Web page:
26th November 2018 – A long-standing member of the ATLAS Collaboration, Martine Bosman is one of the pioneers behind the Tile Calorimeter. Over her long career with the Collaboration, she has held several key roles: from convener of the Radiation Task Force and the Top Quark Group to Collaboration Board Chair. In this profile piece, Martine shares experiences and reflects on how the ATLAS Collaboration has grown and changed.
6th November 2018 – For several decades, particle physicists having been trying to better understand Nature at the smallest distances by colliding particles at the highest energies. While the Standard Model of particle physics has successfully explained most of the results that have arisen from experiments, many phenomena remain baffling. Thus, new particles, forces or more general concepts must exist and – if the history of particle physics is any indication – they could well be revealed at the high-energy frontier.
15th October 2018 – On 11 October 2018, during its semestrial collaboration meeting at CERN, ATLAS celebrated outstanding achievements of its collaboration members with an awards ceremony. Established in 2014, the Outstanding Achievement Awards give recognition to excellent contributions made to the collaboration in all areas, excluding physics analysis.
25th September 2018 – The study of hadrons – particles that combine together quarks to form mesons or baryons – is a vital part of the ATLAS physics programme. Their analysis has not only perfected our understanding of the Standard Model, it has also provided excellent opportunities for discovery. On 20 September 2018, at the International Workshop on the CKM Unitarity Triangle (CKM 2018), ATLAS revealed the most stringent experimental constraint of the very rare decay of the B0 meson into two muons (μ).
5th September 2018 – The Brout-Englert-Higgs (BEH) mechanism is at the core of the Standard Model, the theory that describes the fundamental constituents of matter and their interactions. It introduces a new field, the Higgs field, through which the weak bosons (W and Z) become massive while the photon remains massless. The excitation of this field is a physical particle, the Higgs boson, which was discovered by the ATLAS and CMS collaborations in 2012.
28th August 2018 – Geneva. The ATLAS Collaboration at CERN’s Large Hadron Collider (LHC) has – at long last – observed the Higgs boson decaying into a pair of bottom (b) quarks. This elusive interaction is predicted to make up almost 60% of the Higgs boson decays and is thus primarily responsible for the Higgs natural width. Yet it took over six years after the 2012 discovery of the Higgs boson to accomplish this observation.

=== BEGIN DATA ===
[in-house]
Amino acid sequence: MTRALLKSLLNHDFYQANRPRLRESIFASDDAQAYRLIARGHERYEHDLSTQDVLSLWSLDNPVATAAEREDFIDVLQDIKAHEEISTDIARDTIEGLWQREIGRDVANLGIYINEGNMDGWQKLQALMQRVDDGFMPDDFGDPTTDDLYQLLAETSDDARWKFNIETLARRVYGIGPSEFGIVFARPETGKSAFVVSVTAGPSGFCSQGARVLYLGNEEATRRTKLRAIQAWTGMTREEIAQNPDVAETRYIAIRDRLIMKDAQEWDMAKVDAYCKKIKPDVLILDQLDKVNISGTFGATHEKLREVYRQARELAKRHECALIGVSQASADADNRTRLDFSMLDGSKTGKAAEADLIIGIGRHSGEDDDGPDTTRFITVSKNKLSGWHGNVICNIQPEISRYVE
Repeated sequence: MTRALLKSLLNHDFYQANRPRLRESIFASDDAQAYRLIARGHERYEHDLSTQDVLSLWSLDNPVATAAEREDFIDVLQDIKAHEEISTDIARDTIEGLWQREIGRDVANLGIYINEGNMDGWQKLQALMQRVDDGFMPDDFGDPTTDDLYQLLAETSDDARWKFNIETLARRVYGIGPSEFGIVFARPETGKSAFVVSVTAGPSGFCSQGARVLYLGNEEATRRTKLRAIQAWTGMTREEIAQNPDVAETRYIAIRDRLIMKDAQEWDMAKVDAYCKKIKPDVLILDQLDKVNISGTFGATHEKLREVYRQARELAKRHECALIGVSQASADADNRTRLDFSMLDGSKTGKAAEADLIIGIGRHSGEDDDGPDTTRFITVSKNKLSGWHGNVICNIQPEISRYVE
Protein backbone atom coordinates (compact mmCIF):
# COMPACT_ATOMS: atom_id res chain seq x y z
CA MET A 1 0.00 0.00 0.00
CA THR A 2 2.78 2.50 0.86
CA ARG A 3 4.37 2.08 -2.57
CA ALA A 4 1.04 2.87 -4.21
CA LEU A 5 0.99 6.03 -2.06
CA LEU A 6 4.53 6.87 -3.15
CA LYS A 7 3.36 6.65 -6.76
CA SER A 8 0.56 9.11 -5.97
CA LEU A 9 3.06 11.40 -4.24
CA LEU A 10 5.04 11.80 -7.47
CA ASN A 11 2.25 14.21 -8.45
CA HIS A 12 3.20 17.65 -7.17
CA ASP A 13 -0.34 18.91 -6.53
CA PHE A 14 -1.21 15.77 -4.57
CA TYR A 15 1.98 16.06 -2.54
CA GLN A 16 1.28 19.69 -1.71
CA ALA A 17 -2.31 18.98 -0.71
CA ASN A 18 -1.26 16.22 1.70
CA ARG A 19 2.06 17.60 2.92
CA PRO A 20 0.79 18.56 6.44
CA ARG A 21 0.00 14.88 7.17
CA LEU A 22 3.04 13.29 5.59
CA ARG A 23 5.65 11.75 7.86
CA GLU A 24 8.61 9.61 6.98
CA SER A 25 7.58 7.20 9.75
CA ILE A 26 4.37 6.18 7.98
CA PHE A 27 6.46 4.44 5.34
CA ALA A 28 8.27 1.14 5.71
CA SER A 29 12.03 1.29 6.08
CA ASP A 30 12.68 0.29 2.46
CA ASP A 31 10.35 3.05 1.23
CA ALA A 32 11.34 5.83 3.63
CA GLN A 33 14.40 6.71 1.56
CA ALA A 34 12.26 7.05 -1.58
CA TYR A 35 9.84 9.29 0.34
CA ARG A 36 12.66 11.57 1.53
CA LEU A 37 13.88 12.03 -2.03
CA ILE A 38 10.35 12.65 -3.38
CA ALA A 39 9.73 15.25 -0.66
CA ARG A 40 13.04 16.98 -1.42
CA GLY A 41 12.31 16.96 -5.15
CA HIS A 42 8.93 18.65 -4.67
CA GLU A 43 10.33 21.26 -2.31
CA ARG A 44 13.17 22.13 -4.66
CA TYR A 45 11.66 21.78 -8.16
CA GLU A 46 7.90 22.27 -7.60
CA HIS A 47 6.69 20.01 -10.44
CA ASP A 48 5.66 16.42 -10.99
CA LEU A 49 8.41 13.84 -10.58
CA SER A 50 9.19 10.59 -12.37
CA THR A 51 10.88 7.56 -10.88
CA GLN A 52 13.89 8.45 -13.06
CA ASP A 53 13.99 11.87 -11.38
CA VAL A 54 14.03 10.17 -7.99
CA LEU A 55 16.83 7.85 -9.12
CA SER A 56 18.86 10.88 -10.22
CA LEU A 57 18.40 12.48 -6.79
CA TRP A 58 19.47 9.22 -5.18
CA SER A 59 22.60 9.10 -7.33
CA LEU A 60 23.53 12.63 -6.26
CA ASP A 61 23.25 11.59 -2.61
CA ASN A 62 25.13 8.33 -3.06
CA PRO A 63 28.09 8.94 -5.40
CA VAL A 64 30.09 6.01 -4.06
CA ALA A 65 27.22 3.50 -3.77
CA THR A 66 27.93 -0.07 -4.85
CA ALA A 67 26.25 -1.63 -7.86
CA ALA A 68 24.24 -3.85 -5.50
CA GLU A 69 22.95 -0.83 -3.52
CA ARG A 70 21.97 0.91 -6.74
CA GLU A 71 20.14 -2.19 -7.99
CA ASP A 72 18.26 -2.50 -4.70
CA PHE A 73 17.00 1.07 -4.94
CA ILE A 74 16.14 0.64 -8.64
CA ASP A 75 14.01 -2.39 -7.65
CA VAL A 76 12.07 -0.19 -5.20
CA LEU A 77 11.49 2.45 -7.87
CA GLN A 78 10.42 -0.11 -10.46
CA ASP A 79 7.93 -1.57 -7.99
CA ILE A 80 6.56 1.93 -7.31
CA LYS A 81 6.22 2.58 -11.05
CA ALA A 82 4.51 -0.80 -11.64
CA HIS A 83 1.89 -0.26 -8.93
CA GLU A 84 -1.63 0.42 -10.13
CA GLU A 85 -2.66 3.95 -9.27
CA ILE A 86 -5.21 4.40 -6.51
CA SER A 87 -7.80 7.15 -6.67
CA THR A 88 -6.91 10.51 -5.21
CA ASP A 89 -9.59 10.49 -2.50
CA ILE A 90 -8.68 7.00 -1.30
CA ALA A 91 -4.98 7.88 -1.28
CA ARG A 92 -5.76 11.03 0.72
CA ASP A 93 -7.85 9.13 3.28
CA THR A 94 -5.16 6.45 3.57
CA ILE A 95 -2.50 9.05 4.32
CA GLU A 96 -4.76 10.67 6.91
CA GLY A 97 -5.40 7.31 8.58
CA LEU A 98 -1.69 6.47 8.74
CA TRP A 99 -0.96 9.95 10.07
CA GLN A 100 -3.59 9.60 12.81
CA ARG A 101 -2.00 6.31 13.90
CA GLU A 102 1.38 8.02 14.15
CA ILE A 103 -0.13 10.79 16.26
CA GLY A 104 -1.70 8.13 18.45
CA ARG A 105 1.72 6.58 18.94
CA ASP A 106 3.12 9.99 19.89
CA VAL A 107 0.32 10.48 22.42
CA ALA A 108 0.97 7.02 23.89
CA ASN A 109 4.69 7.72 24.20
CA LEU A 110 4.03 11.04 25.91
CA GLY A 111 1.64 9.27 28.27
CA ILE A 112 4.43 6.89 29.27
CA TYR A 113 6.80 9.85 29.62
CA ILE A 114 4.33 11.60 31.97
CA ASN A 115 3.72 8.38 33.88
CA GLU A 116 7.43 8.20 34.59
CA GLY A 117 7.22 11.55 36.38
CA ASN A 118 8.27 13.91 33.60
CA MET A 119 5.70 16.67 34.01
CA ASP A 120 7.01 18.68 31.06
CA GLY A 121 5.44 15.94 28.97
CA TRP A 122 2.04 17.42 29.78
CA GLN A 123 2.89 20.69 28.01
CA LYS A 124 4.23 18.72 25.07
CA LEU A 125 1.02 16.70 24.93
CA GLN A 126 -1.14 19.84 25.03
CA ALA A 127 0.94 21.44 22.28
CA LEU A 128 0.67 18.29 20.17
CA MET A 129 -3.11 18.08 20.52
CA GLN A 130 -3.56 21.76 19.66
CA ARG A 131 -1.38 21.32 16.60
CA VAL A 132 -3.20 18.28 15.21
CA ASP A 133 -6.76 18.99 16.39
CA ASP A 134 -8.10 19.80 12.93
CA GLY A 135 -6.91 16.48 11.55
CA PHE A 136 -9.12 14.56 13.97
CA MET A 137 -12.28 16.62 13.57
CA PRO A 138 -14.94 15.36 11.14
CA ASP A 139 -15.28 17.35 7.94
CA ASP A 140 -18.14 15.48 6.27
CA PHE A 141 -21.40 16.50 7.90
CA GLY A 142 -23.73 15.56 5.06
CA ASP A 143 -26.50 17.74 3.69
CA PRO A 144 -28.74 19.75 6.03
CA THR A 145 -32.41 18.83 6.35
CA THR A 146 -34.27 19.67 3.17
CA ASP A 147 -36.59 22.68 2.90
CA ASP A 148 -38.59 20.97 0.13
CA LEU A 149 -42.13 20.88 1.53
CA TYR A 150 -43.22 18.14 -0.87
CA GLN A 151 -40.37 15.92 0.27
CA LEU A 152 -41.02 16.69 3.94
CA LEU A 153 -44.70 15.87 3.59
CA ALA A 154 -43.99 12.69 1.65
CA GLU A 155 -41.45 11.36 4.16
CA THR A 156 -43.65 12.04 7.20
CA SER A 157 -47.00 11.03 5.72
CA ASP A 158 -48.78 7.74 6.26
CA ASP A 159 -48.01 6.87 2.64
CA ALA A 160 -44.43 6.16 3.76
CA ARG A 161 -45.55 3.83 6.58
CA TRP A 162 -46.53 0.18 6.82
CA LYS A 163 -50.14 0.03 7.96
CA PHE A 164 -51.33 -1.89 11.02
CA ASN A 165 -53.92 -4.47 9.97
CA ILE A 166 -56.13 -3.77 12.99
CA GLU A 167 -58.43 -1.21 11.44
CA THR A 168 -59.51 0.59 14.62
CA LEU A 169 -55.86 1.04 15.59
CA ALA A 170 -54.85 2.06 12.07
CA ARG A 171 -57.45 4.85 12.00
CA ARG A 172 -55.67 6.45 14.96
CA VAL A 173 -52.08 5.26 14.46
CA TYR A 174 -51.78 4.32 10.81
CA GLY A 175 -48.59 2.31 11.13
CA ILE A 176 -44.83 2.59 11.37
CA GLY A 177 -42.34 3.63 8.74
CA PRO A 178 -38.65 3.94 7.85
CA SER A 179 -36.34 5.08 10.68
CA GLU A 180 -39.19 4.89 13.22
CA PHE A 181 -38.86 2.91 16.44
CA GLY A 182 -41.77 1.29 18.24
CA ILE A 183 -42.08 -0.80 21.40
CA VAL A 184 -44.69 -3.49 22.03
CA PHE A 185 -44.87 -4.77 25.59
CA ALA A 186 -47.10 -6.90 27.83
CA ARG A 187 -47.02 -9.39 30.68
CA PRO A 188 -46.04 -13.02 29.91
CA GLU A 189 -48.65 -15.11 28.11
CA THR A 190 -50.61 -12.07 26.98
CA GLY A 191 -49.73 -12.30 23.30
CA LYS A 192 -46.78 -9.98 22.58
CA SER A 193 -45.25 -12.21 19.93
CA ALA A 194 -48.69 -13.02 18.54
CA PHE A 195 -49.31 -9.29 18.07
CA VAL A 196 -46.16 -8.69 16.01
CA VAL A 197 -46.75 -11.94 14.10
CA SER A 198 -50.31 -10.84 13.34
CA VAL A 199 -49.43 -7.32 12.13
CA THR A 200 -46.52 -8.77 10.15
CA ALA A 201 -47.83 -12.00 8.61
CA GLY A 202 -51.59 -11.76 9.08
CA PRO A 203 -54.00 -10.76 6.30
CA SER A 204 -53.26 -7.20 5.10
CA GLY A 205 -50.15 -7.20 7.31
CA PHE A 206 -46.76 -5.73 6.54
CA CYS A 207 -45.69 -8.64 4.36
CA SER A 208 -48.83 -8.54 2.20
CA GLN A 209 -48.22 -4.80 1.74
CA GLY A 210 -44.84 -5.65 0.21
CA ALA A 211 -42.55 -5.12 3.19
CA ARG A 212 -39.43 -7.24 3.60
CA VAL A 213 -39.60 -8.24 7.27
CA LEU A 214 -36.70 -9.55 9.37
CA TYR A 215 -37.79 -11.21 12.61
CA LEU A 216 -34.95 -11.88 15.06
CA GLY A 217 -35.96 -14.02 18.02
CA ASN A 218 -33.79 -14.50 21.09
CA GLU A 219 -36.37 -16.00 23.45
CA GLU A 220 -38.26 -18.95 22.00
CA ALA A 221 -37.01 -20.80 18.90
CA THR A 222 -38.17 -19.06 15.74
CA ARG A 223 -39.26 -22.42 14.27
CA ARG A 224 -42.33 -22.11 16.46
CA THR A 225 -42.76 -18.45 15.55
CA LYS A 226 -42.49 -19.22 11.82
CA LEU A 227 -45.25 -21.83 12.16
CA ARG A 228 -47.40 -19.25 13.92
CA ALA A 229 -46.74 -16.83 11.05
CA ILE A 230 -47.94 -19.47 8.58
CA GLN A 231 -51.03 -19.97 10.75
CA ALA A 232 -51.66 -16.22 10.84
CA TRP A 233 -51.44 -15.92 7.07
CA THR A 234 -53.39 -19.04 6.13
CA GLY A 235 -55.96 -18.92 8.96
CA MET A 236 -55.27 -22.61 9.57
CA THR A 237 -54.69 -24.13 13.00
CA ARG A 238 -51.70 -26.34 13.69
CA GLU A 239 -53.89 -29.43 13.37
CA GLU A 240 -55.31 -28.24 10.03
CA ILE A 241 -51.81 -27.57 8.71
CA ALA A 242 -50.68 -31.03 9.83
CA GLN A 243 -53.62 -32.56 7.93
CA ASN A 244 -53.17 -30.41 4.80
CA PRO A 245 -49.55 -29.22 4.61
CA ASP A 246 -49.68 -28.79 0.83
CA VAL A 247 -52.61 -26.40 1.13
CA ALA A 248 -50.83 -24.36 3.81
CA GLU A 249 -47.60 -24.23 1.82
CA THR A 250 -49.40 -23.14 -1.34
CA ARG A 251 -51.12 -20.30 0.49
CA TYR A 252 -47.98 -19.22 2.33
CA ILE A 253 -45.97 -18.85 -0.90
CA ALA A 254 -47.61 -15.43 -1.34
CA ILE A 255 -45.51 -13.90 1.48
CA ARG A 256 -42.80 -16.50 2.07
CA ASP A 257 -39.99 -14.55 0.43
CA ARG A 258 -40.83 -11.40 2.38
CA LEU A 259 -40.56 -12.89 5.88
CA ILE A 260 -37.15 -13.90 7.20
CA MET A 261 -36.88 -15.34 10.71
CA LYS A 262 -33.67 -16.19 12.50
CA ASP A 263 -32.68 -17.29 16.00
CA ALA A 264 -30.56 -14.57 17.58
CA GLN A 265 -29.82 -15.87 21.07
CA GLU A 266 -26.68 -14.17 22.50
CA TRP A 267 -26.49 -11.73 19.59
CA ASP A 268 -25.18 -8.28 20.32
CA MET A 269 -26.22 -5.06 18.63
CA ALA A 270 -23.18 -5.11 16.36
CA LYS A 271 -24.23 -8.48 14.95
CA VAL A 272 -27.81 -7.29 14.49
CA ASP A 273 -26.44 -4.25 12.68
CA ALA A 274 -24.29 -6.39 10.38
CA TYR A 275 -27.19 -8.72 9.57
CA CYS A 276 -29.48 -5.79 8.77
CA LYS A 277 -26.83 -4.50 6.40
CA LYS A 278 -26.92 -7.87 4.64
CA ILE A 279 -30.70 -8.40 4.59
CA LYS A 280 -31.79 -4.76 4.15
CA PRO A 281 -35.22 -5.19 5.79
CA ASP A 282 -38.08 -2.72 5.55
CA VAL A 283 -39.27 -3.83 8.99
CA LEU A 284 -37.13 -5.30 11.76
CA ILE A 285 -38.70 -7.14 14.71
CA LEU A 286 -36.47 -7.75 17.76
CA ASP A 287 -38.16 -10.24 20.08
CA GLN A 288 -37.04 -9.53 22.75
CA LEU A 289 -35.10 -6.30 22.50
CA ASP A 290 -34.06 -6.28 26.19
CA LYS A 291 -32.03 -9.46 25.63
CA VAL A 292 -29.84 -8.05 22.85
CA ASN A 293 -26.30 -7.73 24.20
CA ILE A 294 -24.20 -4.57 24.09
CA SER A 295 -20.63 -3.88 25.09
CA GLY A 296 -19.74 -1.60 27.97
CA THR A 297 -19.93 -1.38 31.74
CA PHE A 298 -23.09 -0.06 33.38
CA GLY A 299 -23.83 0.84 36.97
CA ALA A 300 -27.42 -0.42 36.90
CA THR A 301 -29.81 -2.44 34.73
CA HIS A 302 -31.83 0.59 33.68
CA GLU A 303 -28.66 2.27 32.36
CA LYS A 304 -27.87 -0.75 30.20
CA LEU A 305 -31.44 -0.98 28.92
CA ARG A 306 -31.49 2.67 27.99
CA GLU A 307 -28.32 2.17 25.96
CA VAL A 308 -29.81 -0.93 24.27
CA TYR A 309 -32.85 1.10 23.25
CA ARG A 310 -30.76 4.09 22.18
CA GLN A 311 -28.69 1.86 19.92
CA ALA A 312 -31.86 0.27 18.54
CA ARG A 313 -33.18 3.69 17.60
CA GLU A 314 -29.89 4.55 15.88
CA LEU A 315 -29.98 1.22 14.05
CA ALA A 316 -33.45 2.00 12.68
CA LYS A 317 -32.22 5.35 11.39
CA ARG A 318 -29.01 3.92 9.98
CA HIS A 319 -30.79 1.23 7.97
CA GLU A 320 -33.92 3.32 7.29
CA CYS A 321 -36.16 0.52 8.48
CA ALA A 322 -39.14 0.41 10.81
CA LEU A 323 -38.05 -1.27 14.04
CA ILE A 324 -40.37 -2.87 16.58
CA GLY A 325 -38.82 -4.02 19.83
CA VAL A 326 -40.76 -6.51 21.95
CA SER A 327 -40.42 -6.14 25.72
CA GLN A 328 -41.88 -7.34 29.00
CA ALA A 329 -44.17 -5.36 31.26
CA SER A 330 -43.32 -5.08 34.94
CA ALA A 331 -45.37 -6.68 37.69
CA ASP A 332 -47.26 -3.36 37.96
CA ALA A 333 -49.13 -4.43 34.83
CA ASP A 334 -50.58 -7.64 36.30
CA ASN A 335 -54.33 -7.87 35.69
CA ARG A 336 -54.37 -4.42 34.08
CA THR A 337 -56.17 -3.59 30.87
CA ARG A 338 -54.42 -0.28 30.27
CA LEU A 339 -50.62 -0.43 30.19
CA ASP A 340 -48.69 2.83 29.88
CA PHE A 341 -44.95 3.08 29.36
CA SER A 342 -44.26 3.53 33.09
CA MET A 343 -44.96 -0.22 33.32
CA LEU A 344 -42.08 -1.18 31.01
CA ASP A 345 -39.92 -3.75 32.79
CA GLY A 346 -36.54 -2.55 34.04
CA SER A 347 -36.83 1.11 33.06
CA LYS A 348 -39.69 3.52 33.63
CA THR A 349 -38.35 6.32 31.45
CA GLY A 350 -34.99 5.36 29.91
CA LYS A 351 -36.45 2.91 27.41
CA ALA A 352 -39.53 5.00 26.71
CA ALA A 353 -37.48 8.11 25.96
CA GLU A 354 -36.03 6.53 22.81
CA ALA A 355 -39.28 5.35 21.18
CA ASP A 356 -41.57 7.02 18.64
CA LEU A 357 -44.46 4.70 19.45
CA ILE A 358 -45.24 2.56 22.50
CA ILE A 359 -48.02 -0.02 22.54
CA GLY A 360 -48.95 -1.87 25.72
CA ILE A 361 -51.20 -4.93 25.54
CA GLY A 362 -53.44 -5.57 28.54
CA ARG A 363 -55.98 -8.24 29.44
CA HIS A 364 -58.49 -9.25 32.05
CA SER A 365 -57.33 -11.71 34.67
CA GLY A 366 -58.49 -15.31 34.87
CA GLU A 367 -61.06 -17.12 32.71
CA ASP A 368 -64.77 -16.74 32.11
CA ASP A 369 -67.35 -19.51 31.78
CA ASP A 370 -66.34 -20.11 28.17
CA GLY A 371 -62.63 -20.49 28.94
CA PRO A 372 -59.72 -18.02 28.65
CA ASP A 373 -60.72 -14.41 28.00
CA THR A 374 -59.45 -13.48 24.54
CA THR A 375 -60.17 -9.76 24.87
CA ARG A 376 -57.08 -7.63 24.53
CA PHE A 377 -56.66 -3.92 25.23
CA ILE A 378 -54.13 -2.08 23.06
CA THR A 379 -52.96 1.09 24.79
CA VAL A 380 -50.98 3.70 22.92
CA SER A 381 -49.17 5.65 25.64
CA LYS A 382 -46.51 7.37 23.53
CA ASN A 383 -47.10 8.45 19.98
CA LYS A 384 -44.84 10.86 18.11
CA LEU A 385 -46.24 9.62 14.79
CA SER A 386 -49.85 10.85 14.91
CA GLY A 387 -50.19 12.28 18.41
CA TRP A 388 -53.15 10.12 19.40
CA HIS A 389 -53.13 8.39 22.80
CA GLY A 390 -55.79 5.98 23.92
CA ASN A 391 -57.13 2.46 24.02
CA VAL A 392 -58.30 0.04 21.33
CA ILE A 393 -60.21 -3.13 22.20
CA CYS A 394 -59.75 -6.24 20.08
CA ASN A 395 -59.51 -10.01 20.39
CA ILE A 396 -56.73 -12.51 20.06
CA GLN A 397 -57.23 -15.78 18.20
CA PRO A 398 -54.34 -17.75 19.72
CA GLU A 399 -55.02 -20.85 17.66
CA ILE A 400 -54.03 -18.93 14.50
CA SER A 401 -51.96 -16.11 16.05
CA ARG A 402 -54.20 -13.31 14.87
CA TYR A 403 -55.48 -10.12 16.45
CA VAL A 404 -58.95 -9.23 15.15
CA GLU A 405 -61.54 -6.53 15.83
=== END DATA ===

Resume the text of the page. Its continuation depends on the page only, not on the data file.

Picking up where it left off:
14th August 2018 – While the Standard Model has proven tremendously successful, much experimental evidence points to it not being a complete description of our universe. The search for “new physics” is therefore an important component of the ATLAS experimental programme, where a number of analyses are looking for signs of new heavy particles decaying to different final states. Though these searches have not yet found a significant signal, they have allowed physicists to place stringent constraints on different new physics scenarios. These can be further tightened by combining different analysis channels and approaches.
10th August 2018 – “Multiculturalism” isn’t just a buzzword for ATLAS, it’s a way of life. With members of over 90 different nationalities – spanning every populated continent – ATLAS is a cultural experiment as much as it is a scientific one. Our new ATLAS Around the World series invites you to meet people from every nationality represented in the collaboration, to gain an insight into the individual journeys that brought them to particle physics. All are from very different backgrounds, but share the common goal of understanding our universe.
8th August 2018 – While the discovery of the Higgs boson at the Large Hadron Collider (LHC) in 2012 confirmed many Standard Model predictions, it has raised as many questions as it has answered. For example, interactions at the quantum level between the Higgs boson and the top quark ought to lead to a huge Higgs boson mass, possibly as large as the Planck mass (>1018 GeV). So why is it only 125 GeV? Is there a mechanism at play to cancel these large quantum corrections caused by the top quark (t)? Finding a way to explain the lightness of the Higgs boson is one of the top (no pun intended) questions in particle physics.
26th July 2018 – Since the beginning of ATLAS, collaboration members have devoted hours, days, weeks and months teaching High Energy Physics (HEP) to anyone willing to listen. But sometimes those willing to listen do not have the means, especially when oceans and continents separate them from our experiment in Geneva. How can we overcome these geographical distances to allow anyone interested in HEP to learn?